|HOME PAGE | ABOUT | SURPRISE ME! ||
A Christmas Carol ● A Study in Scarlet ● A Voyage to the Moon ● Aesop's Fables ● Alice in Wonderland ● An English Opium-Eater ● Anna Karenina ● Antarctic Journals ● Arabian Nights ● Aristotle's Ethics ● Beowulf ● Beyond Good and Evil ● Book of the Dead ● Caesar's Commentaries ● Crime and Punishment ● Dalton's Chemical Philosophy ● Decline and Fall of the Roman Empire ● Descartes' Meditations ● Don Quixote ● Dulce et Decorum Est ● Einstein's Relativity ● Elements of Geometry ● Fairy Tales ● Father Goriot ● Frankenstein ● Gilgamesh ● Gulliver's Travels ● Hamlet ● Heart of Darkness ● History of Tom Jones ● I Wandered Lonely as a Cloud ● If - ● Ivanhoe ● Jane Eyre ● Jekyll and Mr Hyde ● Kant ● Lady Chatterley's Lover ● Le Morte D'Arthur ● Le Repertoire de La Cuisine ● Les Miserables ● Lysistrata ● Meditations ● Metamorphosis ● Micrographia ● Moby-Dick ● My Confession ● Newton's Natural Philosophy ● Notebooks ● Of Miracles ● On Liberty ● On Old Age ● On The Social Contract ● On War ● Paradise Lost ● Pepys' Diary ● Philosophy in The Boudoir ● Pilgrims Progress ● Poems, chiefly in the Scottish dialect ● Pride and Prejudice ● Principles of Human Knowledge ● Principles of Morals and Legislation ● Psychoanalysis ● Revolutions of the Celestial Orbs ● Robinson Crusoe ● Romeo and Juliet ● Songs of Innocence and Experience ● Sovran Maxims ● Tess of the d'Urbervilles ● The Advancement of Learning ● The Adventures of Oliver Twist ● The Analects ● The Ballad of Reading Gaol ● The Bhagavad-Gita ● The Canterbury Tales ● The Communist Manifesto ● The Confessions ● The Decameron ● The Divine Comedy ● The Gospels of Jesus Christ ● The Great Gatsby ● The Histories ● The Life of Samuel Johnson ● The Magna Carta ● The Motion of the Heart and Blood ● The Odyssey ● The Origin of Species ● The Prince ● The Quran ● The Remembrance of Times Past ● The Republic ● The Rights of Man ● The Rights of Woman ● The Rime of the Ancient Mariner ● The Rubáiyát Of Omar Khayyám ● The Torah ● The Travels of Marco Polo ● The Wealth of Nations ● The Wind in the Willows ● Three Men in a Boat ● Tom Brown's Schooldays ● Tristram Shandy ● Twenty Thousand Leagues Under the Sea ● Ulysses ● Uncle Tom's Cabin ● Utopia ● Voyages of Discovery ● Walden ● Wuthering Heights ●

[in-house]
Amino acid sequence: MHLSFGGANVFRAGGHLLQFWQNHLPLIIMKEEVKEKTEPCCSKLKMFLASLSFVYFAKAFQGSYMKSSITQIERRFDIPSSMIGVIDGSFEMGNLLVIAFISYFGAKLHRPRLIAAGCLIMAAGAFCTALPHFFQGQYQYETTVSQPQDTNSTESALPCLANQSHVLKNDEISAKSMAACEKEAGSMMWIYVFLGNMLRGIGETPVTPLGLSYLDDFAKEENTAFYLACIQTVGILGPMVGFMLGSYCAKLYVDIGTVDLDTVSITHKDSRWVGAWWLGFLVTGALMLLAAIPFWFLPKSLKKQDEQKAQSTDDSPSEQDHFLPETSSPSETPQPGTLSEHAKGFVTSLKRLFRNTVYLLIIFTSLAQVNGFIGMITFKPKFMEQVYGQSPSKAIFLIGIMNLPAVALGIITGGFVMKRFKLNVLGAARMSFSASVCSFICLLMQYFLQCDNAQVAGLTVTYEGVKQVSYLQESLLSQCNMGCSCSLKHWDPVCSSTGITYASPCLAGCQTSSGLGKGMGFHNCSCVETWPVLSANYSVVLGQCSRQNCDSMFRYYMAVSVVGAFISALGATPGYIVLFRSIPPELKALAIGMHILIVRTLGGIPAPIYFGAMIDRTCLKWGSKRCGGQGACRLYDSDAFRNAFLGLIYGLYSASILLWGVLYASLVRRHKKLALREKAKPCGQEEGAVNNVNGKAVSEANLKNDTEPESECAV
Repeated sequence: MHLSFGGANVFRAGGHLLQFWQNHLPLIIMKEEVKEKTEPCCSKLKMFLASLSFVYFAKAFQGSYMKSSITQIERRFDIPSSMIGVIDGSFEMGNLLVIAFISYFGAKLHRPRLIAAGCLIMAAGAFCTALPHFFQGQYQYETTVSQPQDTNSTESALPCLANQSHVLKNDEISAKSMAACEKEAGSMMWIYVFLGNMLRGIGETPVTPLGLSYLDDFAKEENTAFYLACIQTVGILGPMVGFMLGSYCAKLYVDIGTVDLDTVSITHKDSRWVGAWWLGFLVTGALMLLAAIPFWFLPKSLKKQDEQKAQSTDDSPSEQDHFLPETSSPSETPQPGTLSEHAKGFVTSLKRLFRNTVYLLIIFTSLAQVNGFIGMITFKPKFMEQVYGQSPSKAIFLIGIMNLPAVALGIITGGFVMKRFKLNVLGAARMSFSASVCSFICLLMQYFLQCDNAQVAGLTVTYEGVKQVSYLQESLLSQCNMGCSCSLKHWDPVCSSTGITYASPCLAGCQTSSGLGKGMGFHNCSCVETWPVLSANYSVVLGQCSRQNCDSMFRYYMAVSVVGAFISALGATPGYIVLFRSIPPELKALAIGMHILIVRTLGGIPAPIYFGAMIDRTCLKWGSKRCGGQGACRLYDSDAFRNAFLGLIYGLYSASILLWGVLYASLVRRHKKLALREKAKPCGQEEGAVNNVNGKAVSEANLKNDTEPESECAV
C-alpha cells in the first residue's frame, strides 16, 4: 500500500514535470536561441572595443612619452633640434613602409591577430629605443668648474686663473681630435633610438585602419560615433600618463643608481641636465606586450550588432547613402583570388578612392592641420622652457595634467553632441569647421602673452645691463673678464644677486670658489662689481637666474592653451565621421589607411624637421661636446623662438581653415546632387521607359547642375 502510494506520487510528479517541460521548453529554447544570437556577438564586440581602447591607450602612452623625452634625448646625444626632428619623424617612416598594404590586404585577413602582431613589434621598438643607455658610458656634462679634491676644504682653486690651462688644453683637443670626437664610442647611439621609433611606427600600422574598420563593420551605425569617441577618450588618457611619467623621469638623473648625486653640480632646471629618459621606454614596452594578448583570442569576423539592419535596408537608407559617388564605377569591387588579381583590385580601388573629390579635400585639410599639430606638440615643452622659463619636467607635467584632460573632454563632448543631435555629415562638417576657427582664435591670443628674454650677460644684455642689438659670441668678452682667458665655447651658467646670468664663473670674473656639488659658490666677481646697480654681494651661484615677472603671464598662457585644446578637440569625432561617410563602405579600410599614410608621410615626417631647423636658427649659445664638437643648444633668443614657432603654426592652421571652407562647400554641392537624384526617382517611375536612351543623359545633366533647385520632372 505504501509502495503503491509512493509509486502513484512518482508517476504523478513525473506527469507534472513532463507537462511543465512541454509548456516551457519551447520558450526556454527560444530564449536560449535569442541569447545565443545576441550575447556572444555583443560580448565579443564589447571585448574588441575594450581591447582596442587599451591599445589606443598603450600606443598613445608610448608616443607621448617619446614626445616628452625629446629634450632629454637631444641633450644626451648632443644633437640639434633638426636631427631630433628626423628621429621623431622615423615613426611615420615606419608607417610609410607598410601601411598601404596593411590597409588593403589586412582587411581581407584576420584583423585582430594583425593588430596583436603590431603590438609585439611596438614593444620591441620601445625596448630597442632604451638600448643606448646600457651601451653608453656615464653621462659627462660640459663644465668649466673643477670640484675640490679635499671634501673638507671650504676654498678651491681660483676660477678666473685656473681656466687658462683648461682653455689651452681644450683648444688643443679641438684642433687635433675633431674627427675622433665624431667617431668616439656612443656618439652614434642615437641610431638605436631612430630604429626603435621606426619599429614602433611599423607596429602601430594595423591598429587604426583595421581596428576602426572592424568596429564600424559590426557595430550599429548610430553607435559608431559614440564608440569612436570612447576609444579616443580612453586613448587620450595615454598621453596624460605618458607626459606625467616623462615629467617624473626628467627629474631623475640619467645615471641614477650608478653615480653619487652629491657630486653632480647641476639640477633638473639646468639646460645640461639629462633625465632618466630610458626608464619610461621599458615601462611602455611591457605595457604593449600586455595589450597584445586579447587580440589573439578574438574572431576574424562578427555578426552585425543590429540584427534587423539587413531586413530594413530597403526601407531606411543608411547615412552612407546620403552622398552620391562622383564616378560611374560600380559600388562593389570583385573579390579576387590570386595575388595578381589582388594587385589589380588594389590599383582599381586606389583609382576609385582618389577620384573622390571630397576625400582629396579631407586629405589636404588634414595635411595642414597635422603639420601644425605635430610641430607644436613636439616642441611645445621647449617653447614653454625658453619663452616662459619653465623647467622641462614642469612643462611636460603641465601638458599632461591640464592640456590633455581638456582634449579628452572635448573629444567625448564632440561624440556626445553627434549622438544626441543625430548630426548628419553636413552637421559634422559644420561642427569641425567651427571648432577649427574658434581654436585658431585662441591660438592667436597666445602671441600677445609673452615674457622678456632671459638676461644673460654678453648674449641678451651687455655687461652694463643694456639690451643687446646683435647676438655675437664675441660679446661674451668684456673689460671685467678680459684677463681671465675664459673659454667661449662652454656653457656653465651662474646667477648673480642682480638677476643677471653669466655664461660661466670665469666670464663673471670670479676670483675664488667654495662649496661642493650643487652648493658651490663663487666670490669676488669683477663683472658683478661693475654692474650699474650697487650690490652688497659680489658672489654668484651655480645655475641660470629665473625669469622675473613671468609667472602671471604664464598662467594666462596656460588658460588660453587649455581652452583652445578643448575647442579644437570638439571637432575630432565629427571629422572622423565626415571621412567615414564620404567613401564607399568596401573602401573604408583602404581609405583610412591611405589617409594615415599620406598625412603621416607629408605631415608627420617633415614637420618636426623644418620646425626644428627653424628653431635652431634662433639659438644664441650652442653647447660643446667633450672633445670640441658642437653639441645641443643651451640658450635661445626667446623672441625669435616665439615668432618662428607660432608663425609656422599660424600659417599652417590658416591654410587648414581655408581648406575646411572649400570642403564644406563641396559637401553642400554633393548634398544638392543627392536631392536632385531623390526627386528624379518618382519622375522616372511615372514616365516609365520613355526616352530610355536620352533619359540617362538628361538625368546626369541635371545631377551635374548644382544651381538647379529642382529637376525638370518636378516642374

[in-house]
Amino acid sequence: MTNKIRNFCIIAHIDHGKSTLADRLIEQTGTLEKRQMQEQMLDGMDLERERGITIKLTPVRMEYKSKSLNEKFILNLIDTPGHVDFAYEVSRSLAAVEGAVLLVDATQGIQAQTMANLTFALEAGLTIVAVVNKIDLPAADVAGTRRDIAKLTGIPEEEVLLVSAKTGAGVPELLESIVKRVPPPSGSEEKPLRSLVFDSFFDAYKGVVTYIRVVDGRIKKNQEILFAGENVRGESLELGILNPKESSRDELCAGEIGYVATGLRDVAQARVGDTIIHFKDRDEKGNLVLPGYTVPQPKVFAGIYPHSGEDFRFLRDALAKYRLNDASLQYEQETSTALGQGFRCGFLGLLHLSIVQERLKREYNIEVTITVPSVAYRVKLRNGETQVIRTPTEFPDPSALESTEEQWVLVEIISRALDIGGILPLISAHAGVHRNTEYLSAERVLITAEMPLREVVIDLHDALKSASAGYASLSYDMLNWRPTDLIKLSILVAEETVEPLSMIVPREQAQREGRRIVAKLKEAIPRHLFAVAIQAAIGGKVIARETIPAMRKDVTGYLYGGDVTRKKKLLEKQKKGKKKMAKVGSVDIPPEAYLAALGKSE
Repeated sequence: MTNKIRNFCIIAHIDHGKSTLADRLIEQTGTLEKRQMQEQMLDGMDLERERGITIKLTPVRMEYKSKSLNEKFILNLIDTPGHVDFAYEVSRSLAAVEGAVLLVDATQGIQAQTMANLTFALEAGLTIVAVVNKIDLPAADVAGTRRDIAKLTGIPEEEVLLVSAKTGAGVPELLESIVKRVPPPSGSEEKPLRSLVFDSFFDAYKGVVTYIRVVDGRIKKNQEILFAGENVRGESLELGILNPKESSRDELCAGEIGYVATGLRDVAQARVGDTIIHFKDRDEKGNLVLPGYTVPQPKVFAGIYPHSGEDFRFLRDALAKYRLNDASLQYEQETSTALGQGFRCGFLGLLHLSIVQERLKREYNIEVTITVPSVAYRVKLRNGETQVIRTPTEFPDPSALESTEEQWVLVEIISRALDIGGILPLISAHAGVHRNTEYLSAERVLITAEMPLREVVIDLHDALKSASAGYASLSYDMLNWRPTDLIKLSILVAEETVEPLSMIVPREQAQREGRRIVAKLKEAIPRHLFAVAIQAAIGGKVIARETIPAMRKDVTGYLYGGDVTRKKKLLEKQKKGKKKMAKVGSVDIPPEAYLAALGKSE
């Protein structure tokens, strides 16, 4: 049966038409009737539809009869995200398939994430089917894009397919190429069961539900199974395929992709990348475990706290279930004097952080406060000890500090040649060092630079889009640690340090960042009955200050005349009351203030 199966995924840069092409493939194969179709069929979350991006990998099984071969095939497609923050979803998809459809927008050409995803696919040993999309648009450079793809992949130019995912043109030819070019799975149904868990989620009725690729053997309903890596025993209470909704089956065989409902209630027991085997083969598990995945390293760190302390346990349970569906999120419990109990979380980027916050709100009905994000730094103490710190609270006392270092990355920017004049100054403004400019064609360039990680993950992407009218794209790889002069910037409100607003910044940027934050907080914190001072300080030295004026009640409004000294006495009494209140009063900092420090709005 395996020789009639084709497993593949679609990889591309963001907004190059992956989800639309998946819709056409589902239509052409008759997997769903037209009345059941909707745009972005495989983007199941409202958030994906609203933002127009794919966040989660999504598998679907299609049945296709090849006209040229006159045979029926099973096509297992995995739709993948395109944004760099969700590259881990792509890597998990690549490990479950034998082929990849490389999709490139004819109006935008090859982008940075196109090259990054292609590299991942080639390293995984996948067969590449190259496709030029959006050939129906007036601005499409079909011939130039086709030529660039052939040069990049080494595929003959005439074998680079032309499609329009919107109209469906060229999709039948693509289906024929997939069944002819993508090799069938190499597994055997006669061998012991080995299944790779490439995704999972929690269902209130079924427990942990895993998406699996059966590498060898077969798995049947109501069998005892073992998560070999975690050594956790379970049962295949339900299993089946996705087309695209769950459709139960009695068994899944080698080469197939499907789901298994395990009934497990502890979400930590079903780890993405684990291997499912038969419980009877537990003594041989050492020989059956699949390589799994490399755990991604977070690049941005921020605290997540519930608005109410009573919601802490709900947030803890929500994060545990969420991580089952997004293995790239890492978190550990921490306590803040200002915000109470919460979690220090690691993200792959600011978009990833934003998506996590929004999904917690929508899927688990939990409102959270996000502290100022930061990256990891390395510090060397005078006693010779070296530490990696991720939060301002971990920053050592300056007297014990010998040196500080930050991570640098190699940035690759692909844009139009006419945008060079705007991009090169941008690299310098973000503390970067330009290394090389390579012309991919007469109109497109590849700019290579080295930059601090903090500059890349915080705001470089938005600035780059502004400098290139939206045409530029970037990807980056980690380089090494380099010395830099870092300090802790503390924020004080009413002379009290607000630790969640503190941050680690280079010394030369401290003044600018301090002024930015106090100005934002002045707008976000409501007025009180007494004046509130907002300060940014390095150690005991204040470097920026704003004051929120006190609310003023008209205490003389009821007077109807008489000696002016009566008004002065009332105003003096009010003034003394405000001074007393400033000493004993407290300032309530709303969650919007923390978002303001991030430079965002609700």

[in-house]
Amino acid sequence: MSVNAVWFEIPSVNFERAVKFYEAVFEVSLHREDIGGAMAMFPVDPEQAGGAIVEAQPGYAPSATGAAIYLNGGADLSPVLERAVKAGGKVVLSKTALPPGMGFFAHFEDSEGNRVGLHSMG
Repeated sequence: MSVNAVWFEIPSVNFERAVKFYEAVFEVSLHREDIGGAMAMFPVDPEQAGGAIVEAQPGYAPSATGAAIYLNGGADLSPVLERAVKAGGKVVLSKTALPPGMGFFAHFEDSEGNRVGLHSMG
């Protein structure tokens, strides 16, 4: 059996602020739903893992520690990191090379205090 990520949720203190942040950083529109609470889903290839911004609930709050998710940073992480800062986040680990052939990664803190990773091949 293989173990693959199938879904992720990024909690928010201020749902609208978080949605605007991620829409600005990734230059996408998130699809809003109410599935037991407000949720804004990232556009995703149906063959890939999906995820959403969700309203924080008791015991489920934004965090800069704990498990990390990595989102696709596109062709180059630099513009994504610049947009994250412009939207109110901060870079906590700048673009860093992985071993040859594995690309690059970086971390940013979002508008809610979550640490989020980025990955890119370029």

by George Eliot
The original, squashed down to read in about 25 minutes